Should the arline industry accept any blame for the success of the 9/11 attacks?

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It seems to me that the drastic economic losses endured by the airline industry in the wake of the 9/11 attacks might have been blame enough.  Coupled with the fluctuations in oil costs and the current economic crisis, the attacks of September 11 had a detrimental impact on the industry,...

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It seems to me that the drastic economic losses endured by the airline industry in the wake of the 9/11 attacks might have been blame enough.  Coupled with the fluctuations in oil costs and the current economic crisis, the attacks of September 11 had a detrimental impact on the industry, one that might not be fully absolved.  Indeed, security lapses was a part of the success of the attacks.  The idea that "a weapon" was only considered to be a bomb or some type of gun was narrow thinking, in hindsight.  The hijackers changed the definition of terror by using the plane, itself, as the bomb.  The need for greater and more intense security measures became one of the legacies of that fateful day.  In the end, it seems harsh to assign blame to the airline industry with economic and perception issues the industry suffered after the attacks.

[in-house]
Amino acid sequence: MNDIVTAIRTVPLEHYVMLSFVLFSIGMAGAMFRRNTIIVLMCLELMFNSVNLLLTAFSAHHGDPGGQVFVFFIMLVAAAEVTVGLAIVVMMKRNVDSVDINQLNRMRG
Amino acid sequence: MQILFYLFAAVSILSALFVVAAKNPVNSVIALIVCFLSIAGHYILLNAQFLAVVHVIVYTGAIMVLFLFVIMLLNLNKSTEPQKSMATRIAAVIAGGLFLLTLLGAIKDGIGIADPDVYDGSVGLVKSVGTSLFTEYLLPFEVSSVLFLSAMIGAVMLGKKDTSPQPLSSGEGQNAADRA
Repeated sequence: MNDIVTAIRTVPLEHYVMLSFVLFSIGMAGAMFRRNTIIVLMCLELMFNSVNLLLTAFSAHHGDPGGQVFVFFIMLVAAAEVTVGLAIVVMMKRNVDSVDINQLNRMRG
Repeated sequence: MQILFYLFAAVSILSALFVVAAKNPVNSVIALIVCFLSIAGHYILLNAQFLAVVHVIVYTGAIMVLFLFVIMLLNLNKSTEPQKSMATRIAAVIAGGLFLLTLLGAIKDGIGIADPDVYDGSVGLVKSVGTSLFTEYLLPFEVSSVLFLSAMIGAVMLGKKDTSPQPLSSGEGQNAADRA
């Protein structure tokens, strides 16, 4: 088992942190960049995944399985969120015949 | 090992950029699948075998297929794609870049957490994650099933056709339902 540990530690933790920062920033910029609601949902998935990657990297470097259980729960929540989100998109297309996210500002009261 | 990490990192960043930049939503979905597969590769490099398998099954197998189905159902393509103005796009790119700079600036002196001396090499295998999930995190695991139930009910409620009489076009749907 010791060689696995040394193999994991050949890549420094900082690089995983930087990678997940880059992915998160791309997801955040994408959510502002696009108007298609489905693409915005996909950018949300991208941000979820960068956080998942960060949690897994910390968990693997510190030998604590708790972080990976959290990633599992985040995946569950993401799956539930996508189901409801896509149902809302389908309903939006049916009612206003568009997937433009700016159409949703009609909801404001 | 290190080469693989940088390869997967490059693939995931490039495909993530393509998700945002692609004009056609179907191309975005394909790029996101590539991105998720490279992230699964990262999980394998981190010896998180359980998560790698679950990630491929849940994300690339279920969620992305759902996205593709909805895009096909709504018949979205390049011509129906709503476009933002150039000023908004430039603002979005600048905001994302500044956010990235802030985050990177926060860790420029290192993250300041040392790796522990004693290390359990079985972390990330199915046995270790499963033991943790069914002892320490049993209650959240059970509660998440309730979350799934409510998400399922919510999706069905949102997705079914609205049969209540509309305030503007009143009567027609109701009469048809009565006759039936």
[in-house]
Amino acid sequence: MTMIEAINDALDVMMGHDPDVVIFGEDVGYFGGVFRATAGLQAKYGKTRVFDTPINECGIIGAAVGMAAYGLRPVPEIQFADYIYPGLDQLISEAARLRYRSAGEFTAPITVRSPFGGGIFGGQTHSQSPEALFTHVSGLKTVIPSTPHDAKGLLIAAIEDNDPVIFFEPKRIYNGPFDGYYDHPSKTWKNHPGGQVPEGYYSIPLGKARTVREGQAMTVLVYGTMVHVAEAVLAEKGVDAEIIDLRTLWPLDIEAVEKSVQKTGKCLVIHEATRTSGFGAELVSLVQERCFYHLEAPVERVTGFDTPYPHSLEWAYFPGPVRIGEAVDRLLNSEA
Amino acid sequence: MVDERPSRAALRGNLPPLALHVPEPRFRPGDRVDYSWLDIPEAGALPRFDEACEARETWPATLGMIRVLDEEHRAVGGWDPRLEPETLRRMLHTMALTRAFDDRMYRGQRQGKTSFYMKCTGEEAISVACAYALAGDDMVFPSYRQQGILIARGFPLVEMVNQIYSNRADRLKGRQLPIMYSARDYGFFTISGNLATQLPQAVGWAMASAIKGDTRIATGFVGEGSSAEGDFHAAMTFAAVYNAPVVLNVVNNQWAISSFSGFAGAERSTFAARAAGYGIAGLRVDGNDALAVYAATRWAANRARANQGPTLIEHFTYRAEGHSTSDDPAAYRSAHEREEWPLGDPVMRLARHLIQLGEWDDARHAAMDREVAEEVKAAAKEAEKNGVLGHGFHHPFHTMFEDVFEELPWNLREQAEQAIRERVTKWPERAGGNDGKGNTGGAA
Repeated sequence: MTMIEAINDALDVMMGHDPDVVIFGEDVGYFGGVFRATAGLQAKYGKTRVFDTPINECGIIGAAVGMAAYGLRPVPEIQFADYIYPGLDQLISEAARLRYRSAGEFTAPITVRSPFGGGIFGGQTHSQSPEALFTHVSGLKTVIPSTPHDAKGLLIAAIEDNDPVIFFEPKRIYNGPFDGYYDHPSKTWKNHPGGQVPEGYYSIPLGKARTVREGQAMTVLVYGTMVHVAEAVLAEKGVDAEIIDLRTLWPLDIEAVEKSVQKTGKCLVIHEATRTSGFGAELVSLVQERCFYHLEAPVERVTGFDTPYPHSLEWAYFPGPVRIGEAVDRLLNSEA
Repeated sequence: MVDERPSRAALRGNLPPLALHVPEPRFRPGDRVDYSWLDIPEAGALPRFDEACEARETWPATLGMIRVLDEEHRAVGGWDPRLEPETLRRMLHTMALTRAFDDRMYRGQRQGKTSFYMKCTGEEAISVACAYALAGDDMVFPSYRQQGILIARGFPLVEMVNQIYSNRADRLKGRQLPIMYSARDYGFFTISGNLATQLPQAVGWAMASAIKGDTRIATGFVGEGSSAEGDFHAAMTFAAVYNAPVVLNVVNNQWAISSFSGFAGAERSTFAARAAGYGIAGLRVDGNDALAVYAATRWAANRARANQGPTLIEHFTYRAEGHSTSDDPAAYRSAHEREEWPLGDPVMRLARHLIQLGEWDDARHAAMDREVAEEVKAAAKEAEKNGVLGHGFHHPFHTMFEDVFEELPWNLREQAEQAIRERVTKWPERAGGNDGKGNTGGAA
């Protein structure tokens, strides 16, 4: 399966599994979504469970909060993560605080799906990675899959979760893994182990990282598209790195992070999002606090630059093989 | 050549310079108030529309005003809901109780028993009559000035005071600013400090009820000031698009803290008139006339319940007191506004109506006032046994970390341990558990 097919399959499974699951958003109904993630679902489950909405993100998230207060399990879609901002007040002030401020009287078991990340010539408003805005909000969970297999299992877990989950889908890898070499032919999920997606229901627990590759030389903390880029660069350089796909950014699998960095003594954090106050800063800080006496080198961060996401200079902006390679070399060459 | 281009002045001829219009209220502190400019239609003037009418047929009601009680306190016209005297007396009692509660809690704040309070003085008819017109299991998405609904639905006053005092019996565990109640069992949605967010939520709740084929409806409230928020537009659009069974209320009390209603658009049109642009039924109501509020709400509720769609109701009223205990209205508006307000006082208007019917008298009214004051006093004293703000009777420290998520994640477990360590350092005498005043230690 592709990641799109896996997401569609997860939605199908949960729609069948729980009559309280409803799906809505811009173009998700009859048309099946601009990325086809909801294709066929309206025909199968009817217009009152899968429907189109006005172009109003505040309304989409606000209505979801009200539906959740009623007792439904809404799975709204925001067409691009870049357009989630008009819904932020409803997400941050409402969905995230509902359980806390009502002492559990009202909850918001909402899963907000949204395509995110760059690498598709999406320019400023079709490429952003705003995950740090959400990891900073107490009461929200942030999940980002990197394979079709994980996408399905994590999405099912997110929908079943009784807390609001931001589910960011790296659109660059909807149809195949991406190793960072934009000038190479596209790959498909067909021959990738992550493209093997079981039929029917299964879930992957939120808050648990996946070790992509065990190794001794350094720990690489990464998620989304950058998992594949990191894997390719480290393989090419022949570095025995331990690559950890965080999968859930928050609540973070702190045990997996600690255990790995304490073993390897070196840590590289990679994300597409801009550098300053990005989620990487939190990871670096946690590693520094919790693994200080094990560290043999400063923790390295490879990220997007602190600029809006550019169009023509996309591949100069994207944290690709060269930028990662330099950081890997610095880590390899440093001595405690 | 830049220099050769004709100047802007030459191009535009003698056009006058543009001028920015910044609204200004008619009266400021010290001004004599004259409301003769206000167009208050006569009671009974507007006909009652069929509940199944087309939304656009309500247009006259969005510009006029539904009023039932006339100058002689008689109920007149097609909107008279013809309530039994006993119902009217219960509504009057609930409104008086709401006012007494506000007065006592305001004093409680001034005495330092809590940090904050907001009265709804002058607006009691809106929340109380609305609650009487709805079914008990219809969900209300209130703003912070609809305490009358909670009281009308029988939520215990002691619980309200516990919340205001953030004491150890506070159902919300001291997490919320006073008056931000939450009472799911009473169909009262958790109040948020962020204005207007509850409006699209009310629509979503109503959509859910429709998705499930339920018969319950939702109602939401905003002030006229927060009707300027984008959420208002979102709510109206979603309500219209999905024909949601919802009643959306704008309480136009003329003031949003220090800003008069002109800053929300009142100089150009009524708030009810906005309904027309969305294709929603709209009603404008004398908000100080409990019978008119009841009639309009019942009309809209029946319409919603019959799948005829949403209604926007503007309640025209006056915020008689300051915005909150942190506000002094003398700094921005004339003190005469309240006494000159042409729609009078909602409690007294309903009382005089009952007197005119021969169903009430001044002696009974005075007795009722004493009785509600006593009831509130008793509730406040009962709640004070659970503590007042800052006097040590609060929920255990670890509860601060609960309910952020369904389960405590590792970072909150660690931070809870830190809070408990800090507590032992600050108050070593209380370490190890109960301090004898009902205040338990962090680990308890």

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I do not believe that the airline industry should take the blame for the attacks on September 11th. I do not think that the airline industry or anyone else for that matter thought that anything like the 9/11 attacks would ever happen on Unites States soil. In America we have a sense of safety and I do not think that anyone would have predicted such a thing happening.

While it is still certainly possible for another terrorist attack to occur I do think that it would be much more difficult for terrorists to get away with what they did on 9/11. The government and the airline industry as well have realized that these attacks are a reality and we need to protect ourselves from them. This may mean extra security checks and so forth when we are flying but I would much rather spend a little extra time waiting in line knowing I'm safer.

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I suppose you could argue that they should.  If you wanted to say that they should, you should point to their resistance to security checks.  The airlines had been unwilling to really put in very tight security because they did not want passengers to be too annoyed (the way they are now).

But I think it's pretty harsh to say this.   I think it's pretty unfair to expect the airlines to have put in place reallly super-tight security -- costing themselves money and annoying their customers -- when the threat of something like 9/11 did not seem very real.

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